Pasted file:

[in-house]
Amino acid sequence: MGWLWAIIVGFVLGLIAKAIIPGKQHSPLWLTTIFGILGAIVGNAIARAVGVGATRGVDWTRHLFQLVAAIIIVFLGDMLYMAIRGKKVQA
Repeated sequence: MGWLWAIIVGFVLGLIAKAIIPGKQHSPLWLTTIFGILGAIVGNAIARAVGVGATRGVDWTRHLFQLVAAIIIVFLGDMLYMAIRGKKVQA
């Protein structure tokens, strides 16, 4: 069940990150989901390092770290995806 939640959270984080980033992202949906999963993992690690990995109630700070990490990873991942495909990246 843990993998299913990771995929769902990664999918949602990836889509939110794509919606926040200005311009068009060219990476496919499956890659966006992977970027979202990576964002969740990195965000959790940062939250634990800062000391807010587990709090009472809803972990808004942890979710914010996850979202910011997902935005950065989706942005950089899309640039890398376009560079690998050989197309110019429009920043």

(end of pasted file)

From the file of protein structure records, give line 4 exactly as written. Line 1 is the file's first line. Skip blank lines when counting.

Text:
């Protein structure tokens, strides 16, 4: 069940990150989901390092770290995806 939640959270984080980033992202949906999963993992690690990995109630700070990490990873991942495909990246 843990993998299913990771995929769902990664999918949602990836889509939110794509919606926040200005311009068009060219990476496919499956890659966006992977970027979202990576964002969740990195965000959790940062939250634990800062000391807010587990709090009472809803972990808004942890979710914010996850979202910011997902935005950065989706942005950089899309640039890398376009560079690998050989197309110019429009920043």